“I adored and adore this art; and when I am alone and wrestling with my notes,
then my heart pounds, tears stream from my eyes,
and the emotions and pleasures are beyond description.”
– Verdi, 1869
Giuseppe Fortunino Francesco Verdi dominated the world of Italian opera from his first considerable success in 1842 with Nabucco until his final Shakespearean operas Otello, staged at La Scala, Milan in 1887, and Falstaff, mounted at the same opera house in 1893.
During his lifetime, this most beloved of all opera composers, wrote 26 operas, not including revisions, as well as numerous other compositions. The best known of these operas are Nabucco, Macbeth, Rigoletto, Il Trovatore, La Traviata, Aida, Falstaff, Otello, Rigoletto, Les Vêpres Sicilennes (The Sicilian Vespers), Simon Boccanegra, Un Ballo in Maschera (A Masked Ball), La Forza del Destino (The Force of Destiny), and Don Carlos.
Verdi made opera into more realistic theatre than the bel canto composers such as Donizetti, had produced. He demanded more emotion and better acting from his singers and discouraged vocal acrobatics. The orchestration, sentiments, and passions of Italian Romanticism can be clearly seen in his operas which offer dramatic, passionate characters taken from real life, characters involved in desperate struggles and displaying heightened passions. He dealt with heroism and loyalty, jealousy and greed, love and hate, and devotion and patriotism
Although a musical genius, Verdi composed spontaneously from the heart. He placed emotional sensibility about intellect in all that he wrote. In the process, he created a remarkable marriage of dramatic characterization and vocal power, an indelible artistic signature.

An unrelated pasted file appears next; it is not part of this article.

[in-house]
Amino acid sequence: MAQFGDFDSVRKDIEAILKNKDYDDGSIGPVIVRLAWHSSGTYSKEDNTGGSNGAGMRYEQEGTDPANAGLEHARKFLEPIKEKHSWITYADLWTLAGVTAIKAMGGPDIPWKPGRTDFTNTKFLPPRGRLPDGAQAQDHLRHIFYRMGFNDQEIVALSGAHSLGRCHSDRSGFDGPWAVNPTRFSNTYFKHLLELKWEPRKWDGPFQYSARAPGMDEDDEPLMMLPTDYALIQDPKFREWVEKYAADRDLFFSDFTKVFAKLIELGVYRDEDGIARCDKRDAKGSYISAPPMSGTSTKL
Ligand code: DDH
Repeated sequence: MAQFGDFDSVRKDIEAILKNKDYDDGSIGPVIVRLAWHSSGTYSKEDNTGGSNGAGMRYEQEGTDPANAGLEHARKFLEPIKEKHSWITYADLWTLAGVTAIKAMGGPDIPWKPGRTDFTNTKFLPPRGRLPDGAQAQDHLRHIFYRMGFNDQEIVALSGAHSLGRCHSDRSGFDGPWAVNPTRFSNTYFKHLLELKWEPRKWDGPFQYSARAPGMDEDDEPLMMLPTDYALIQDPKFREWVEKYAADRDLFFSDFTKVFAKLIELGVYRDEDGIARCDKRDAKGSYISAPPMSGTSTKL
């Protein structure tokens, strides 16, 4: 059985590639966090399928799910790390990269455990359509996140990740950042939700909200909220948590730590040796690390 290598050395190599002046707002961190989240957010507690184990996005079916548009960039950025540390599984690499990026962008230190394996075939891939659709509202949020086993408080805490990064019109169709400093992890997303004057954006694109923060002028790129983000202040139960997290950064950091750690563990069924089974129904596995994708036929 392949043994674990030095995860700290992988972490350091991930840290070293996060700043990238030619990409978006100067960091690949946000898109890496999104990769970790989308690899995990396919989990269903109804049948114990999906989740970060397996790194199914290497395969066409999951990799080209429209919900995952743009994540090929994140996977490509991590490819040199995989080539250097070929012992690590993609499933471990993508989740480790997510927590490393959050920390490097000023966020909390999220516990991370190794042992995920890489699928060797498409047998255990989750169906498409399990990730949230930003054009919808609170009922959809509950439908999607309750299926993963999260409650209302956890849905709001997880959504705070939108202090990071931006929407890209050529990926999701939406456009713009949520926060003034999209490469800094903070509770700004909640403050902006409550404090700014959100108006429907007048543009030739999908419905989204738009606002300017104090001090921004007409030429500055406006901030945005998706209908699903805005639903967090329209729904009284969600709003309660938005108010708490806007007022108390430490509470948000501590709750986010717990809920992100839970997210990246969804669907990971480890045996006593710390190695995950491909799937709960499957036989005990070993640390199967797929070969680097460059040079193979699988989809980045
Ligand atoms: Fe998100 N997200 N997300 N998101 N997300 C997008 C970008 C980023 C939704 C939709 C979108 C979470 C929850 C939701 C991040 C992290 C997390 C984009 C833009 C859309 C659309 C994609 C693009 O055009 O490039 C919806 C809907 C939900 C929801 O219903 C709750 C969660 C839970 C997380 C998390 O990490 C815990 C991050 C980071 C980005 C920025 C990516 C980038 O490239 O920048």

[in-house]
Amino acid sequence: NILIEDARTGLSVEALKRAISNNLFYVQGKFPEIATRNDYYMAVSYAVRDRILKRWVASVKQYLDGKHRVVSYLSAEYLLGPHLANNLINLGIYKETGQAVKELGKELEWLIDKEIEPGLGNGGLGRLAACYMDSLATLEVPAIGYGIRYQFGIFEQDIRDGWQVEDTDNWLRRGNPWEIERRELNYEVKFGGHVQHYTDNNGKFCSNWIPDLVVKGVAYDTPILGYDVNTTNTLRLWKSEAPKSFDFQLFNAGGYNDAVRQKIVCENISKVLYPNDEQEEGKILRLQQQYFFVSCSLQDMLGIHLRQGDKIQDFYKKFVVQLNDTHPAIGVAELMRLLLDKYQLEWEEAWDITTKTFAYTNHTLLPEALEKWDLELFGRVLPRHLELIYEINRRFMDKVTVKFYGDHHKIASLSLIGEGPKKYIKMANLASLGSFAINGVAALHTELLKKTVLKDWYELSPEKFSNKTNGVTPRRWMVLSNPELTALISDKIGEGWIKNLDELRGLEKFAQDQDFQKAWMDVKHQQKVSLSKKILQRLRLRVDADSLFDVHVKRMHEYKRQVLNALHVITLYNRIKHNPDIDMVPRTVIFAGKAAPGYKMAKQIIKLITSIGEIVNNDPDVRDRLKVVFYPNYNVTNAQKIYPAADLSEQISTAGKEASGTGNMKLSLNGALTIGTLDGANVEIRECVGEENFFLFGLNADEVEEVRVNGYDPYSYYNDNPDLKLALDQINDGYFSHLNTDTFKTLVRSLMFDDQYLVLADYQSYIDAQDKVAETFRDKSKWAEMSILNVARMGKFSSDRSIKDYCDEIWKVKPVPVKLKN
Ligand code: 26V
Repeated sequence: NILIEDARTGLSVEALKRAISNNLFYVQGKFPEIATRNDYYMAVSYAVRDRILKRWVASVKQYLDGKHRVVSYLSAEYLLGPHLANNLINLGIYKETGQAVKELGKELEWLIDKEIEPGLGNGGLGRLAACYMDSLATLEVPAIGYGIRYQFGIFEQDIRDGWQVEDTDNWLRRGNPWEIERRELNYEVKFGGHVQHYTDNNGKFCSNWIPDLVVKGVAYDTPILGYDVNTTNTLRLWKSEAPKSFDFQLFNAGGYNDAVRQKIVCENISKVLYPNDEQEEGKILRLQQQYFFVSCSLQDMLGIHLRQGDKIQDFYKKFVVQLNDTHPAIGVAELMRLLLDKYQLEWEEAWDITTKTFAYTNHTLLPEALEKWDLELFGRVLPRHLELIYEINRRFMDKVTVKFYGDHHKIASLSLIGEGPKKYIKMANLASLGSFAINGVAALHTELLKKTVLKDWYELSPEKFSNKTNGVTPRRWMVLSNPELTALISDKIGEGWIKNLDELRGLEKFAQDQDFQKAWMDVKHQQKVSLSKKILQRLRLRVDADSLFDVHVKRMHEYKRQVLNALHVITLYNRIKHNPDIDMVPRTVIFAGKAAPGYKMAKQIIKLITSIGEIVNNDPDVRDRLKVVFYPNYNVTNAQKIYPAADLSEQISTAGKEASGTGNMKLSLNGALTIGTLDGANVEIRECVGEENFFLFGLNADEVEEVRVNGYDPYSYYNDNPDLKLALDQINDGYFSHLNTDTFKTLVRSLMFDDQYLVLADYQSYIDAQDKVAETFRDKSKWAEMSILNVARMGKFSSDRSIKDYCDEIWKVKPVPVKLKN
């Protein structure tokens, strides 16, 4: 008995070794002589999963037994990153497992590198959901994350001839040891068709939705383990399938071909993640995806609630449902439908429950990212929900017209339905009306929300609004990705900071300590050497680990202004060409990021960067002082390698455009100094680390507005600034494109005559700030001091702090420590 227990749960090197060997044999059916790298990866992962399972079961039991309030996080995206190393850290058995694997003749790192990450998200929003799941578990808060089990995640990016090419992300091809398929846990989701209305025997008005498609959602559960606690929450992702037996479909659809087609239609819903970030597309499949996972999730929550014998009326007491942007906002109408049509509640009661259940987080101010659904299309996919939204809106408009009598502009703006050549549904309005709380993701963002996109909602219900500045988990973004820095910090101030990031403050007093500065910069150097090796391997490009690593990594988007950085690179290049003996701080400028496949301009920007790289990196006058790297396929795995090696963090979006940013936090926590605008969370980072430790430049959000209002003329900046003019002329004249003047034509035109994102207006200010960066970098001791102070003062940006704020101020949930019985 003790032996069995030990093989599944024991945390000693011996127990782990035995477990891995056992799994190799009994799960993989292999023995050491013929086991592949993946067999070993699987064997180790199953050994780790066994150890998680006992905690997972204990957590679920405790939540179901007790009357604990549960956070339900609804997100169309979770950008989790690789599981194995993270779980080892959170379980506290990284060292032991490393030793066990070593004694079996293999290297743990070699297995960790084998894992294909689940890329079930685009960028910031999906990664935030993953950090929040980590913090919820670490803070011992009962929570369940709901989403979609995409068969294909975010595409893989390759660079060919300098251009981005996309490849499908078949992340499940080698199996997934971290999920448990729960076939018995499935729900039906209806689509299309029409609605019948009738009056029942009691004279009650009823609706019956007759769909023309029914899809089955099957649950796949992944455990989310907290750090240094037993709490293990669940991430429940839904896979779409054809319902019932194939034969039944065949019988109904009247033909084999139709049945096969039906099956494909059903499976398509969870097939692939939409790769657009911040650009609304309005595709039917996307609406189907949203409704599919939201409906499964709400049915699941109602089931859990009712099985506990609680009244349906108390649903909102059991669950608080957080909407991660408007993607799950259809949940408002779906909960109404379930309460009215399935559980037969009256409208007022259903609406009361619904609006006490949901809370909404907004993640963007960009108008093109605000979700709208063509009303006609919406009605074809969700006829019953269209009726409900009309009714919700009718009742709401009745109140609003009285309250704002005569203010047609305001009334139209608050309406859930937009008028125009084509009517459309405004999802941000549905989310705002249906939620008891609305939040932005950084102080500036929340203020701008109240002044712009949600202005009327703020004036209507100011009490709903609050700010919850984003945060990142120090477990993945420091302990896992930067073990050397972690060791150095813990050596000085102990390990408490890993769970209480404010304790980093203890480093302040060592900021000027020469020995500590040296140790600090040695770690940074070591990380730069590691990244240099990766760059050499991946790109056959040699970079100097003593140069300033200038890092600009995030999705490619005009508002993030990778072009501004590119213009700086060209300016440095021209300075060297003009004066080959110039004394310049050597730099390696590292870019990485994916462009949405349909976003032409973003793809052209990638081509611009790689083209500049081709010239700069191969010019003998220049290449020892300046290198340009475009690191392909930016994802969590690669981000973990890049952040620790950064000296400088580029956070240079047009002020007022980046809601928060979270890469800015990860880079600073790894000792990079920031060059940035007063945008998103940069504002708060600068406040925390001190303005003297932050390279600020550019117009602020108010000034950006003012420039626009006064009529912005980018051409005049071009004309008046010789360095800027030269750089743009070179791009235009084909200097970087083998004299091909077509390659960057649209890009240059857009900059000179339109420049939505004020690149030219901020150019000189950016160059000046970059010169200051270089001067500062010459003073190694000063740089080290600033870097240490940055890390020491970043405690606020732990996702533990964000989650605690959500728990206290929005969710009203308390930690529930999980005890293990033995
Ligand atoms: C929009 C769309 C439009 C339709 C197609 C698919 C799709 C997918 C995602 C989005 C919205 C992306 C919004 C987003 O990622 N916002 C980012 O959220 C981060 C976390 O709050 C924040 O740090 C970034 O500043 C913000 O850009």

His career coincided with the rise of Italian nationalism and the unification of the country, causes with which he was openly associated and which were incorporated into his music. He became a great Italian patriotic hero and champion of human rights, and throughout his career, had many battles with censors of artistic freedom.
When Nabucco had its premiere in 1842, the Italian peninsula was a chopped-up collection of weak political units dominated by Austria, France, and Spain. The Italian people longed for a unified state and Verdi’s music became a symbol of their nationalistic fervour.
Several of Verdi’s operas told stories about wrestling freedom from oppression. In Nabucco, Ernani, Il Due Foscari and Battaglia di Legnano the audience heard echoes of their own patriotic ardour. As well, the letters of Verdi’s name formed an acronym for Italy’s would-be king – Vittorio Emanuele Re D’Italia (Vittorio Emmanuele, King of Italy). The cry “Viva, Verdi!” – at first an artistic accolade – became a passionate expression of the Italian spirit. It appeared on fences and walls, it rang out in opera halls where Verdi’s works were performed, and it was bellowed in the streets by supporters of the Risorgimento (Reunification).
“Va, pensiero, sull’ali dorate,” a chorus sung in Nabucco by captive Israelites dreaming of their homeland even became the Italian version of “God Bless America” – not the national anthem, but its more popular equivalent.
“Of all composers, past and present, I am the least learned.
I mean that in all seriousness, and by learning I do not mean knowledge of music.”
– Verdi, 1869